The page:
How Universal Pictures has sold a nostalgic look back
Steven Spielberg directs – after cowriting with Tony Kushner – this week’s The Fabelmans, in wide theatrical release now after a few weeks playing in New York and Los Angeles. A semi-autobiographical look at the director’s own childhood, the movie stars Gabriel LaBelle as teenage Sammy Fabelman, the Spielberg proxy who uses his love of making movies as a way to process and deal with the tension in the marriage of his parents, played by Michelle Williams and Paul Dano. As the two influence Sammy in different ways he also comes into his own as he realizes what he can do with a movie camera.
Also playing roles in Sammy’s life are members of his extended family, especially uncle Bennie (Seth Rogen) and great-uncle Boris (Judd Hirsch).
With so much talent up and down the roster, including longtime Spielberg collaborator John Williams once again providing the music, it’s time to look at how it’s been sold to the general public.
announcements and casting
The movie was announced in early 2021, though Spielberg and Kushner had been working on the project throughout the previous two years.
Williams and then Rogen were included in the cast at that time. Dano joined a couple months after that followed by LaBelle. Others in the supporting cast, including Hirsch, were added over the next few months leading up to the beginning of filming in mid-2021.
Dano talked about the imposing nature of playing a real-life person and working with Spielberg in an interview earlier this year as part of The Batman’s publicity cycle. Similarly while she was promoting Showing Up Williams admitted to having her mind blown when the director said he wanted to work with her.
the marketing campaign
In a move that makes some sense given the talent and subject matter the first marketing beats of the film’s campaign involved announcements the world premiere would take place at September’s Toronto Film Festival and then that it would be the closing feature of November’s AFI Fest.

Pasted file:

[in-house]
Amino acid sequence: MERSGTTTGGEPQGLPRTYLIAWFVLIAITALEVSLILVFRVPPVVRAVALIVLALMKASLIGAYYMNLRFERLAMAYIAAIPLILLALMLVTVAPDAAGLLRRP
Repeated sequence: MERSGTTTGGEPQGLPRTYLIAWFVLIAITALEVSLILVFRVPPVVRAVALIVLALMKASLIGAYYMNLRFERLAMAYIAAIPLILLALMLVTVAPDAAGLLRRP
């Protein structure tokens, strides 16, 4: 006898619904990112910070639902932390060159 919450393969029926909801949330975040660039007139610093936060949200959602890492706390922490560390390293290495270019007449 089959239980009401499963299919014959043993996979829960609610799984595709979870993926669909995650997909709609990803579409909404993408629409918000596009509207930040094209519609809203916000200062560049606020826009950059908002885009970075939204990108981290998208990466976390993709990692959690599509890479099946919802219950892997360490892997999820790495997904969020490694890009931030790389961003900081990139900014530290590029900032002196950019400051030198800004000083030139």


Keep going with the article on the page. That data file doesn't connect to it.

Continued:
Things really got going in September, just before TIFF, with the release of the first poster. It immediately establishes the premise of the film by showing a young boy walking down a row of soundstages as filmstrip images of the boy’s family and life are projected on the building in front of him. It hits a warm, nostalgic tone that lets the audience know what they’re in for.
The first trailer (3m YouTube views) came out as well. As soon as young Sammy is given a film camera by his mother he begins making his own movies. From there on out it’s a mix of being told to follow his artistic heart and being told to stop fooling around and get serious about his life, all filtered through Sammy’s experience with his parents, including his mother’s frustrated dreams.
At TIFF the stars joined Spielberg and Kushner to share their thoughts on making the movie and more. They all turned out for the premiere as well. Spielberg also talked more about how the pandemic and his parents getting older made him realize if he was ever going to make this film, which he’d been considering for 20 years, it was going to have to be soon. The movie went on to win the People’s Choice Award at TIFF as well as accumulate plenty of positive reviews from those in attendance.
Also on the festival front, the movie was slated as the opening feature of MOMA’s The Contenders series.
There were, of course, a number of feature profiles of Spielberg that examined how it’s the culmination of the family-centric themes he’s explored throughout his career but the first to do so in such a personal and explicit way.
Hirsch was interviewed about how Spielberg prepared him to play a character based on the director’s uncle, which included precious little actual direction but lots of encouragement to make choices and do what he felt was right for the character.
At the AFI Fest screening Rogen, Williams and others talked about how emotional filming was for everyone involved as well as the occasionally surreal experience of working with Spielberg on such a personal project.
In a clip released to Fandango in early November Sammy’s mom is giving him a camera to film his trains with so he can watch them crash over and over.
The cast and crew assembled again for a conversation about the movie at The Academy.
A short video shows Spielberg engaging in his traditional toast before filming the last shot of the movie and praising the cast and crew for their hard work while behind-the-scenes footage rolls of everyone making the movie.
Rogen appeared on “The Tonight Show” to talk about the movie while Williams appeared on “The Late Show” and “Kimmel” and Dano stopped by “The Late Show” as well. The whole cast as well as Spielberg then appeared on “Today”.
LaBelle was profiled in a piece where he talked about the pressures of playing a young Spielberg in front of the old Spielberg and more. Another feature on Dano again emphasized how he’s beginning to loosen up in his career and have some fun with the roles he chooses.
A featurette that came out last week opens with Spielberg talking about how he’s always drawn from real life experiences for his movies and that this one is just an extension of that while the cast praises the director and his approach.
A few non-sequential thoughts on what’s been recapped above:
- Spielberg is always at his best when he’s making movies he wants to make as opposed to making movies he should be making and this seems to fall firmly in the former category.